Outside it’s raining—spring rain, which means it’s a fine mist one minute and a torrential downpour the next. In her mud room, she unzips her yellow rain coat and shimmies out of it. Boots kicked into the corner. Hat flipped on the wall hook. She has to take her sweater and jeans off before she can unzip her head, but once she does, she’ll be invisible. She pulls the zipper from her forehead to the nape of her neck and takes off her body like she’s stepping out of a fur coat. She hangs it on the hook next to her hat.
In the kitchen, he’s on the counter, in the silver-rimmed bowl her mother gave her. There are streaks of gray light oozing through the window over the sink. In it, he looks like brain matter, but she knows that once she gets the lights on and the tea pot going, he’ll be back to his cherry red, jelly norm.
She’s filling the tea pot when he says, “I forgot to pick up my prescription.” She makes a face that he can’t see, but he can feel it. “I know. I know. I’m sorry. I was rushing home. I wanted to be home. I forgot,” he says.
She looks out the window at the kids playing tag in the yard next door. She could give them the finger. She could dance naked in front of them. “How many pills do you have left? Enough for tonight?”
He jiggles in the bowl. He is almost opaque, but on his edges, she can see through him to the bowl underneath—like Jell-O, she thinks. His cherry red casts a blood-like tint on the flowers decorating the bowl. “I took the last one last night.” He pauses his customary pause. “I’m sorry.”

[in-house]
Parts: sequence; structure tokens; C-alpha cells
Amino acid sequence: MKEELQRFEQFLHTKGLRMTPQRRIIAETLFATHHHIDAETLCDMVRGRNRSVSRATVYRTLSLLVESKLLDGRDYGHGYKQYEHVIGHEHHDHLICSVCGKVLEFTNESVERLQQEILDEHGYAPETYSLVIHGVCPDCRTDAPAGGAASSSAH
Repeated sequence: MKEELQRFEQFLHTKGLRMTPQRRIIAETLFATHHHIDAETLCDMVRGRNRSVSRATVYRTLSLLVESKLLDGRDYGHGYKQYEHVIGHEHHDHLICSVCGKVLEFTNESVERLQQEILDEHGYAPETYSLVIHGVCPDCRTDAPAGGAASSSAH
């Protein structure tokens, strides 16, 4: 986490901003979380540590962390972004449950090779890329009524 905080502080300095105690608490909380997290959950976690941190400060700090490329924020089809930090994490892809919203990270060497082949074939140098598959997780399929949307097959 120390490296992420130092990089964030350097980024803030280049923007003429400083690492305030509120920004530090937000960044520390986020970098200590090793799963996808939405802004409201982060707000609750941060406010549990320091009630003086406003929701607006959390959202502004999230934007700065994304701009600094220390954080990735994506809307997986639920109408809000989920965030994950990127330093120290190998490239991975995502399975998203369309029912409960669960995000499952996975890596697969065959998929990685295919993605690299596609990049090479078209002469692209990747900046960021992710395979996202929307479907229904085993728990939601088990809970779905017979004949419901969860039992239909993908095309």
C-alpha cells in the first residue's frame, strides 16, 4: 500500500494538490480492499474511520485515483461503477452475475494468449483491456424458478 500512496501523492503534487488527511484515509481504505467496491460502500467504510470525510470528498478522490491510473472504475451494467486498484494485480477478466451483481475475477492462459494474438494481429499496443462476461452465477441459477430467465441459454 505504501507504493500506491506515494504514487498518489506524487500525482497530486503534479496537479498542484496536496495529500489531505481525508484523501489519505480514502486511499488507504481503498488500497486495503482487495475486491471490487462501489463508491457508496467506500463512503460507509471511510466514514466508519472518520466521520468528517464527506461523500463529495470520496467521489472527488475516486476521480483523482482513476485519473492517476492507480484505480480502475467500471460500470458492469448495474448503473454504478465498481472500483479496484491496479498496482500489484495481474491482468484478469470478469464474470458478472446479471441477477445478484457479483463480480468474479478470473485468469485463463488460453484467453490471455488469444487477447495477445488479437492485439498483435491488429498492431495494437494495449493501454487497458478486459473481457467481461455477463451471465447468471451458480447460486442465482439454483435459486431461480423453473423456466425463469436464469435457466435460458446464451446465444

“The last thing I want to do right now is put my body back on and go out there,” she says.
“I know. I’m sorry.”
“Of course, it’ll take me less time than it’ll take you. It takes you forever to pour yourself back into your spine.”
She pours the water into her mug, then dunks a tea bag in there. From across the room, he can see the string of the tea bag being pulled then dropped, pulled then dropped. “I’m sorry,” he says. “Of course you are,” she says. “You’re always sorry.”
He thinks about that for a second. He sees apologies like periods—the declarative sentence, the end stop. She sees apologies like a trampoline—it’s the thing you jump off of on your way to taking action. “You can’t change people,” her mother told her when she presented the bowl to her daughter. Now, as she walks back to the mud room, she thinks about how she could put her body back on and walk away. But then, she doesn’t know anyone else she could drink tea with while she’s invisible.